Mental fatigue, stay-home orders during Covid-19 led to drop in activity levels among S’poreans

SINGAPORE – The mental fatigue of keeping up with new exercise routines, and advice to older people to stay at home, were reasons that fewer Singaporeans got enough physical activity during the pandemic, after an initial flurry of interest in outdoor exercise like walking, say sports medicine specialists.

The latest National Population Health Survey (NPHS) 2021 found that about 71 per cent of Singaporeans got at least 150 minutes of moderate-intensive physical activity weekly in 2021, compared with about 80 per cent in 2019.

The survey period spanned July 2020 to June 2021, following the circuit breaker, when some Covid-19 safe management measures including limits on group sizes and safe distancing mandates were still in place.

A Sport Singapore spokesman said data from its own National Sports Participation Survey, conducted during the same period as the NPHS, suggested that participation in sports and physical activities did indeed dip during periods of Covid-19 restrictions.

Visitor numbers for its 19 ActiveSG sport centres also fell from 17.7 million visitors in financial year (FY) 2019 to 7.9 million in FY20, recovering slightly to 10.5 million in FY21.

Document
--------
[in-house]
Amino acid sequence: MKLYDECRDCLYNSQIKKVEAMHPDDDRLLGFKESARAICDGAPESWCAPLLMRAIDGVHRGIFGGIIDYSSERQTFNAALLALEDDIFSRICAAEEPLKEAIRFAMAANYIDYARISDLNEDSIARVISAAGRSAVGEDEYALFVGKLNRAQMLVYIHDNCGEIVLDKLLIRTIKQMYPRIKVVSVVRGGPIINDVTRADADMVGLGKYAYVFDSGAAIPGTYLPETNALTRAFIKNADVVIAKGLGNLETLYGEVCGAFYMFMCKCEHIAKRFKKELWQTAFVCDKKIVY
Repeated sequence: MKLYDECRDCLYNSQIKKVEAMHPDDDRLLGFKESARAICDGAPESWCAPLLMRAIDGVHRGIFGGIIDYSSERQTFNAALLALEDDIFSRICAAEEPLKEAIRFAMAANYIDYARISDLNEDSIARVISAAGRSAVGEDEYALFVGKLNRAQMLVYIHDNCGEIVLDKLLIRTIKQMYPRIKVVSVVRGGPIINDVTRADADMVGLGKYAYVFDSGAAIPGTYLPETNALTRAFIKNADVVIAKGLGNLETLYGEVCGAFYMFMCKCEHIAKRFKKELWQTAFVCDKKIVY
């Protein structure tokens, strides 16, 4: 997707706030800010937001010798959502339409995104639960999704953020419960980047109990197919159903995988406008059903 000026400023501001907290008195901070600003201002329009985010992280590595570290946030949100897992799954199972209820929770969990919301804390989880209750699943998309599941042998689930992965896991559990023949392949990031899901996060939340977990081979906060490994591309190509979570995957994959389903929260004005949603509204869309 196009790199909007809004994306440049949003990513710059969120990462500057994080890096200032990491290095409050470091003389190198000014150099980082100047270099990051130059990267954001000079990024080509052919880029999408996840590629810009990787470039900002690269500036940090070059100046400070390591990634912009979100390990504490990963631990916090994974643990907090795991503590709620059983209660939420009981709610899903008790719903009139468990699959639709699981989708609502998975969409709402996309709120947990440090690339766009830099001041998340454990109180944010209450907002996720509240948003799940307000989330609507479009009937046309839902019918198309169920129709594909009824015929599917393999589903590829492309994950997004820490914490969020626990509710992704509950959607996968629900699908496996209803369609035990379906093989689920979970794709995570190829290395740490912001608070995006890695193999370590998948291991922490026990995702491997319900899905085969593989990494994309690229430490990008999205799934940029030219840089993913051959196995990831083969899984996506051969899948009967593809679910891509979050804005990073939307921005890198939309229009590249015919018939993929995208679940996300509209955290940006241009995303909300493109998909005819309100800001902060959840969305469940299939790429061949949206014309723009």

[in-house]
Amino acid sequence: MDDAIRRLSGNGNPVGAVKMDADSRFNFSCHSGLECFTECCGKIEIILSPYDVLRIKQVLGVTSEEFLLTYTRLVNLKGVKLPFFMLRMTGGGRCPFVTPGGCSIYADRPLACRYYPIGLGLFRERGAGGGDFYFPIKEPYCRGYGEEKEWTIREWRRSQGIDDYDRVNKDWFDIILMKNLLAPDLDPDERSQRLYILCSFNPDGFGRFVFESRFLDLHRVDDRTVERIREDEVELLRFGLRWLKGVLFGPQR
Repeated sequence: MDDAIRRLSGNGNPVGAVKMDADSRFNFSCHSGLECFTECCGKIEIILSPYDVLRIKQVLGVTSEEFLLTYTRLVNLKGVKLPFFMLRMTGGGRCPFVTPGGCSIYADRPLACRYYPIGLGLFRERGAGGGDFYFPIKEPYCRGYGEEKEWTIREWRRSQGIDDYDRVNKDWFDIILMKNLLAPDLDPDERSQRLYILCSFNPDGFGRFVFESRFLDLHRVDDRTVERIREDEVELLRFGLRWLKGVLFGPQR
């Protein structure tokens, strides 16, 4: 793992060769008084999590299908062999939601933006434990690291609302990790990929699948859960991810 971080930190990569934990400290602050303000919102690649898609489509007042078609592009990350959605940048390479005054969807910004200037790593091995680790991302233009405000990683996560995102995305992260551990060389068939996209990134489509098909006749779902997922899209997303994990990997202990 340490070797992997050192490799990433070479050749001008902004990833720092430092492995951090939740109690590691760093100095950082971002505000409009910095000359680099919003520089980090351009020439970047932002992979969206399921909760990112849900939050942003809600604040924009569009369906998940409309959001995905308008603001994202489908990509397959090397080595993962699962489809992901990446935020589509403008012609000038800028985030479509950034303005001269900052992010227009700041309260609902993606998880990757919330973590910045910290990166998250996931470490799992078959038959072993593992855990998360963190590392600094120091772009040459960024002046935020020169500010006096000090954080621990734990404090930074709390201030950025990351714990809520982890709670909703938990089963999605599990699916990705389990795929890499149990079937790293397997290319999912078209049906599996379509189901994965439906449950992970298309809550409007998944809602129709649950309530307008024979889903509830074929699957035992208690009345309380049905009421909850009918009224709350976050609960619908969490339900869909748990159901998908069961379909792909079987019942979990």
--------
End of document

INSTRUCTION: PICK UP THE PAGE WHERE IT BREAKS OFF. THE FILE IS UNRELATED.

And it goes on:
But the NPHS results surprised private venue operators and sports equipment retailers, who saw an uptick in demand for bookings and gear during the pandemic, suggesting that Singaporeans were becoming more active. Parks and nature trails were also crowded.

Owner of sports equipment retailer Smashsports, Mr Mohaiyadeen Marecar, said there was a 25 per cent increase in demand for badminton rackets between the start and the end of 2020. He would sell up to 60 rackets a month during the period of the survey.

He said: “The pandemic made people more inclined to pick up sports, and rackets and related accessories were very popular. Badminton, tennis and squash equipment flew off the shelves. Most people came in asking for racket recommendations, so I knew there were new players who wanted to learn the sport.”

Similarly, Mr Richard Tan, chief executive of Arina Holdings, which runs the Singapore Badminton Hall in the Singapore Expo Convention and Exhibition Centre, said all of the venue’s 22 badminton courts were booked out daily during the pandemic. 

Opening hours were extended from 8am to midnight daily pre-pandemic, to 6am until 3am. 

“The crowd was unprecedented, and never seen before since I started running the courts in 2011. Even regulars would have to book two months in advance to secure a slot,” said Mr Tan.

But physiotherapist Kylie Siu at Thrive Healthcare pointed out that pandemic-era restrictions also imposed limits on facilities such as fewer slots and reduced capacity, with the result that demand may have outstripped supply.

She said the overall volume of physical activity during periods such as the circuit breaker and heightened alerts probably fell significantly, with people advised to stay at home. The NPHS covered total physical activity, which includes exercise for leisure, work and commuting.

“While we may see an hour of active physical activity such as cycling, or home workouts which may span 15 minutes to an hour, most other times of the day may be spent working at home and thus not moving much,” she said.


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